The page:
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Copper Substitution May Reduce Usage by 500,000 Tons, CRU Says

Replacement of copper with other materials may reduce demand for the metal by about 500,000 metric tons this year, according to researcher CRU.

Use of plastic for tube production, aluminum for high-voltage energy cables and fiber optics for communications cabling is driving substitution, Paul Robinson, non-ferrous metals group manager at London-based CRU, said by e-mail yesterday. Aluminum may replace about 250,000 tons of copper, he estimates.

Copper, used in tubing and wiring, more than tripled in two years through 2010 on the London Metal Exchange, exceeding aluminum’s 60 percent climb. Concern that copper supply would fall short of demand helped prices to reach a record high of $10,190 a ton in February of this year, discouraging consumption of the metal.

Lost copper demand “constrains longer-term growth rates,” Robinson said. “As copper loses these sectors, it also loses any growth potential in the future.”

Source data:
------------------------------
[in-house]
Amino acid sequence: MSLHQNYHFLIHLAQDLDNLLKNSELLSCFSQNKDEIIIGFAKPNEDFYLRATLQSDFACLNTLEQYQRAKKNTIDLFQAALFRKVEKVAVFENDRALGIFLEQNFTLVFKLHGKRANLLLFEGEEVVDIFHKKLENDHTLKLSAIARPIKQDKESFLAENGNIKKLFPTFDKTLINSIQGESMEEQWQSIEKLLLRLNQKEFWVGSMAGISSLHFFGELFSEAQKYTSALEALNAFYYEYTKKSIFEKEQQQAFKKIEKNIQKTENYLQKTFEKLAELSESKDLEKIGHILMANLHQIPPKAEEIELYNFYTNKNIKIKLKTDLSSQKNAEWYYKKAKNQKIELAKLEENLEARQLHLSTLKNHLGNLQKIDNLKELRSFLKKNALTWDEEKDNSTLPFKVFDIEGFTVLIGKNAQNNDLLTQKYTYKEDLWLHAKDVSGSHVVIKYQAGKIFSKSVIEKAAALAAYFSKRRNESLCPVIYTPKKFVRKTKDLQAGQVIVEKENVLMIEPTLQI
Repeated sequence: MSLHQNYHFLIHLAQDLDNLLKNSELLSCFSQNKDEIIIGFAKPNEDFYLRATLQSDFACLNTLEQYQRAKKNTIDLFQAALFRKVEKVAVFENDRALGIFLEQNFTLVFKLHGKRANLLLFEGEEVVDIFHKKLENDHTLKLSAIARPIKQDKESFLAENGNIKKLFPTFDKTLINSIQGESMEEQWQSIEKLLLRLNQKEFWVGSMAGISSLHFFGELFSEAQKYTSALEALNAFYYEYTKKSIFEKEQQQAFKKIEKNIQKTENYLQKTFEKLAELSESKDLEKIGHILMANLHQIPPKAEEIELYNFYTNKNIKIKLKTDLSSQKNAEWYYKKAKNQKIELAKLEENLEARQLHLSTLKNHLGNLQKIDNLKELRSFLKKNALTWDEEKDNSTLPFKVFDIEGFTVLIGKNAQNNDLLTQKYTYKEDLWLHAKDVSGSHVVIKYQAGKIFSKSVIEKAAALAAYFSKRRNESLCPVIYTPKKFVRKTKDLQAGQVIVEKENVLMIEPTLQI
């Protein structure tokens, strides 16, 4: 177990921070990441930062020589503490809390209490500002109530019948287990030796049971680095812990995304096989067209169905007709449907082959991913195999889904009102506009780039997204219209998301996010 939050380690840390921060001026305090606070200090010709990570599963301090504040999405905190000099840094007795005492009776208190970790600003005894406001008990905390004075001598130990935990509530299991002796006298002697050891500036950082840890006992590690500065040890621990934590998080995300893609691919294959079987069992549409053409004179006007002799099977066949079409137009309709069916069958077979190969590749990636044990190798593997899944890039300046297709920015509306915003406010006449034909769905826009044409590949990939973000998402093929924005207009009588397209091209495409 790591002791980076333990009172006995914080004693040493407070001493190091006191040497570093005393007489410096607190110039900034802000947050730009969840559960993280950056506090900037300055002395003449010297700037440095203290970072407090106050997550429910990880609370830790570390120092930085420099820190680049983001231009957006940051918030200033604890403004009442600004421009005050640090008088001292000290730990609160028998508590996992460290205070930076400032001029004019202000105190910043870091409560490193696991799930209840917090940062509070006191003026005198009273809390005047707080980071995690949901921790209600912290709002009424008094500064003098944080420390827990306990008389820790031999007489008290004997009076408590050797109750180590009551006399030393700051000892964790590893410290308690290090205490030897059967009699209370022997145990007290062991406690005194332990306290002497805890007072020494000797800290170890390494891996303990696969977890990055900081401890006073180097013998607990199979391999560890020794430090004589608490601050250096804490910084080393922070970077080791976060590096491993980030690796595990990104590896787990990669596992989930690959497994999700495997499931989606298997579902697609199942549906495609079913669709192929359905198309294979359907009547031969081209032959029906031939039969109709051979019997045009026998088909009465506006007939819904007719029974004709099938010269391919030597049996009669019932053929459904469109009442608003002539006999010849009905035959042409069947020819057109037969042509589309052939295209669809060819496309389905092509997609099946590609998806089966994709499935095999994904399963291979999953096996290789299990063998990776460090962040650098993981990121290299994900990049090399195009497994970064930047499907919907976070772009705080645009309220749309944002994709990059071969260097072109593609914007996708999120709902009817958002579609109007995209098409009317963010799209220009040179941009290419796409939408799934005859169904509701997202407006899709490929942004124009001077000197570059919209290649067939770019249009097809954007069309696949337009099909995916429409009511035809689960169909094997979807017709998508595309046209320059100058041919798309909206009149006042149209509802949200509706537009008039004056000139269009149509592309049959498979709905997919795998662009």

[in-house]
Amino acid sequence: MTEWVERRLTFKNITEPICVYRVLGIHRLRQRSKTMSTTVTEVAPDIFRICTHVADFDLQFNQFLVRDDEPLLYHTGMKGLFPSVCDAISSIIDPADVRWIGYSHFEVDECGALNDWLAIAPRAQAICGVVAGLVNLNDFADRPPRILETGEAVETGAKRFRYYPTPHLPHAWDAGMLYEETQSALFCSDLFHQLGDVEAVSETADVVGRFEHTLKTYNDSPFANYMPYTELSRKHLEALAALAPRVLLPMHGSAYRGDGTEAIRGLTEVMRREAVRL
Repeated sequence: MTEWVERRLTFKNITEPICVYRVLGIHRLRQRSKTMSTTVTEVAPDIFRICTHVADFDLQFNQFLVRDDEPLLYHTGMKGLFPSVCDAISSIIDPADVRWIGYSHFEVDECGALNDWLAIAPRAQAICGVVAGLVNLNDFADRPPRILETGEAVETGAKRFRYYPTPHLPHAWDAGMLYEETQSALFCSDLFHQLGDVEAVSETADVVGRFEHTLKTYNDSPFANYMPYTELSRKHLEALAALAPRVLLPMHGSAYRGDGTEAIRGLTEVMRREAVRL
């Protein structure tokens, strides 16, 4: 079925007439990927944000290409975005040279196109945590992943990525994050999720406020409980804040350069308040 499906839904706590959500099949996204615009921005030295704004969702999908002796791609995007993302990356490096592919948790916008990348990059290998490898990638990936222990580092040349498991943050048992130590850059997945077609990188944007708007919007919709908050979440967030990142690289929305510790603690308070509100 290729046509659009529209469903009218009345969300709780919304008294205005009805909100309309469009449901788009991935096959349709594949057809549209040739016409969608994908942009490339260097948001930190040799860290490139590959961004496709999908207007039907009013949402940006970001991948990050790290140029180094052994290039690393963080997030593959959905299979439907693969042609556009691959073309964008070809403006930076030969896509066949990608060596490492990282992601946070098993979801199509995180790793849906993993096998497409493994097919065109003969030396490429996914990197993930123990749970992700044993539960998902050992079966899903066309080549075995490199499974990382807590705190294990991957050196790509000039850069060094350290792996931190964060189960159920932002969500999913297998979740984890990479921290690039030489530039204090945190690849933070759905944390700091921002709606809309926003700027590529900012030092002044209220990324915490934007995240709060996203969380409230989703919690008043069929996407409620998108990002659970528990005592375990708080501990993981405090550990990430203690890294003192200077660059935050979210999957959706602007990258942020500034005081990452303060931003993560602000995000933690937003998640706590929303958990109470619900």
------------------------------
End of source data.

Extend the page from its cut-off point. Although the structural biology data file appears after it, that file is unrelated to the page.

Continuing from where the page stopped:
Copper demand is set to advance 3.7 percent to 19.9 million tons this year, according to Barclays Capital. About 22 percent of production is used in the power-generation industry and 13 percent is consumed by electronics manufacturing, according to RBS Global Banking & Markets.

Copper substitution may continue, particularly use of aluminum, Robinson said yesterday at an LME conference in London. Aluminum will have the strongest demand growth among industrial metals in coming years, he said.

Copper for three-month delivery fell 1.8 percent to $6,865 a ton by 12:17 p.m. on the LME, extending this year’s drop to 28 percent. Aluminum rose 0.2 percent to $2,207.75 a ton, for an 11 percent annual decline.

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